Beechwood House and the Transatlantic Slave Trade

In this blog post on Beechwood House we’ll be examining the links the owners of this land and house may have had to the Transatlantic Slave Trade.

The B Listed Beechwood House now sits within the Randolph Road Conservation Area and has been subdivided into flats, but this is one of the few surviving mansion houses in Stirling with direct links to the West Indies and the Transatlantic Slave Trade. The lands the house was built on were called Larkfield, and they were originally part of the Torbrex Estate, owned by the Wordie family. In 1714, John Wordie sold the Larkfield Lands to an Andrew Neilson. On his death, Larkfield was purchased by William Spittal. The estate was then sold again, to Alexander Galloway. Jean Galloway sold the land on to James Neilson. It was James Neilson, who built ‘Larkfield Villa’, now Beechwood House, in the 18th century. He was from Cambusbarron but had reportedly made his fortune in the West Indies.

A useful tool when researching the history of the Transatlantic Slave Trade in Britain is University College London’s online database Legacies of British Slavery ( A quick search reveals that a ‘William Spittal’ is listed as being the Executor and Attorney for 5 different Plantations/Estates in Jamaica. He is not listed as an owner of enslaved people, but he nevertheless made his money as an employee of those who were, and as a result could have lived in and around theses Plantations/Estates in the West Indies between 1825 and 1834.

Many Scots made huge amounts of money working as legal or medical professionals, Plantation/Estate Managers in the West Indies and then returned to Scotland to buy landed estates and live as gentlemen. Our National Poet, Robert Burns, who wrote ‘The Slaves Lament’ famously considered emigrating and working as an overseer or ‘negro driver’ (in Burn’s own words) on a sugar plantation in Jamaica. The plantation was owned and managed by Charles Douglas, Burns was friends with his brother, Dr Patrick Douglas. Ultimately, Burns decided not to make the journey across the Atlantic. However, between 1750 and 1800 around 17,000 Scots did make the crossing in search of their fortunes.


The builder of Beechwood House may also have been involved in the Transatlantic Slave Trade. A ‘James Henry Neilson’ is listed as a ‘claimant or beneficiary’ on the UCL database. This man was the owner of 7 enslaved people in Jamaica in the parish of St. Thomas-in-the-Vale. He was compensated £197. 18s 6d for their loss on 8th May 1837. This would be around £12,000 in today’s money. Now, you may be asking why Neilson was ‘compensated’ for owning human beings. This was due to the Slave Compensation Act of 1837, which, combined with the Abolition Act of 1833, put an end to the Transatlantic Slave Trade in Britain by compensating the owners of the enslaved in British colonies for freeing the enslaved. Over £20 million, around £16.5 billion in today’s money, was paid out across Britain, and it is these records which provide us with a valuable resource on the economic and social impact of slavery in Britain. After years of campaigning, the only way to secure the abolition of slavery and an end to the Transatlantic Slave Trade, was paying the very people who upheld the brutal system. UCL estimate that today, ‘somewhere between 10-20% of Britain’s wealthy can be identified as having had significant links to slavery’.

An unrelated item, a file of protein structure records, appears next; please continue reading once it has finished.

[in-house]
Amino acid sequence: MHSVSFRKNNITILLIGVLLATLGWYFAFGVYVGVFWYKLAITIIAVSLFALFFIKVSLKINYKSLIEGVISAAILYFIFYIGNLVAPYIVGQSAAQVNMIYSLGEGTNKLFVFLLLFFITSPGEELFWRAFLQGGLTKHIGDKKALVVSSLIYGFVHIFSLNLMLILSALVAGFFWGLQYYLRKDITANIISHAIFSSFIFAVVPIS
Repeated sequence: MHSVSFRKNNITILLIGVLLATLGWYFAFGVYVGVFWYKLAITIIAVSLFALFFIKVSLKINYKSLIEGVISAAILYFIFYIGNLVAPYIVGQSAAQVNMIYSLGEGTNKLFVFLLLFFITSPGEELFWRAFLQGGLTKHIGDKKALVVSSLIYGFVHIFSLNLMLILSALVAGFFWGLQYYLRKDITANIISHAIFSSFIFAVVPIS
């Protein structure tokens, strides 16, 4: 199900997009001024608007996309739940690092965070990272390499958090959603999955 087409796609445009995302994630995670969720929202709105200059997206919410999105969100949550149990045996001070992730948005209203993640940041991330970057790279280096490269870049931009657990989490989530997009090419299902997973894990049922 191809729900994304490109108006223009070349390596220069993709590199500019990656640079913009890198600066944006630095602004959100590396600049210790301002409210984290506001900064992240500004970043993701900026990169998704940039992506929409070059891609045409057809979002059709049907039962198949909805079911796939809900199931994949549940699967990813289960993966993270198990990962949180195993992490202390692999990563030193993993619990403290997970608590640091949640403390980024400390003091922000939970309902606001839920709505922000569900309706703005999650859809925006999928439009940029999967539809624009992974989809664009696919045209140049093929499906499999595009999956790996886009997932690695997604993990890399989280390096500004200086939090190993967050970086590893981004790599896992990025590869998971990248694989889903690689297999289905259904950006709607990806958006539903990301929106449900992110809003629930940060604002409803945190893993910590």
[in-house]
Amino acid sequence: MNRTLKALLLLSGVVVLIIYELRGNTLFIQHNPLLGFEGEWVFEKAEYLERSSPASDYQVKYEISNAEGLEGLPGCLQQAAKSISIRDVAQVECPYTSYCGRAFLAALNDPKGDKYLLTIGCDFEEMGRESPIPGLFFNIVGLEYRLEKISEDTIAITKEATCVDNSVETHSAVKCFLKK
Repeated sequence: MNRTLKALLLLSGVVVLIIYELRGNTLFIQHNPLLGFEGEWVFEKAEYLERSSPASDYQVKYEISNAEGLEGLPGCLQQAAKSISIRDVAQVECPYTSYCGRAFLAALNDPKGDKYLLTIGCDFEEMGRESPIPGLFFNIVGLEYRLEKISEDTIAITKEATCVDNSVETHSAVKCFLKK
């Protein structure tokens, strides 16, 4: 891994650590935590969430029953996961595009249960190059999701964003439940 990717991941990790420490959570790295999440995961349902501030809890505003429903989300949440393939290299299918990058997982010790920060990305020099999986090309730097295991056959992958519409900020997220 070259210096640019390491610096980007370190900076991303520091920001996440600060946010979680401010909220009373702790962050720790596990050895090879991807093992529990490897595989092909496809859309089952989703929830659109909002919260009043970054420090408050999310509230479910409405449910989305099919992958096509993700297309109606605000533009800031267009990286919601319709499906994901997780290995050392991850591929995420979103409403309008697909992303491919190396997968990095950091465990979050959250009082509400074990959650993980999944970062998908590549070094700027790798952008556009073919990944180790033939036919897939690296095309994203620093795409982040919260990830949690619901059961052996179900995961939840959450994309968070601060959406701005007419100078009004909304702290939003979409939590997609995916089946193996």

By 1860, Larkfield had been renamed Beechwood and over the next hundred years it had a series of wealthy owners and tenants, many of whom had links to the British Empire. In 1960 it was sold to Stirling Burgh Council by Colonel John Logan and the grounds became a public park. In 1962, part of the house was given to the Stirling Burgh Branch of the Women’s Voluntary Service as offices, and a nuclear bunker for a family of four was created in the basement, designed to raise awareness about civil defence. In 1973 Stirling District Council Leisure and Recreation Department took over the building, and by the 2000s it had been sold and converted into 5 flats, and the grounds are still a public park.


Research & Resources:

With thanks to Pam McNicol, Council Archivist at Stirling Archives for sharing her research into Beechwood House with us.

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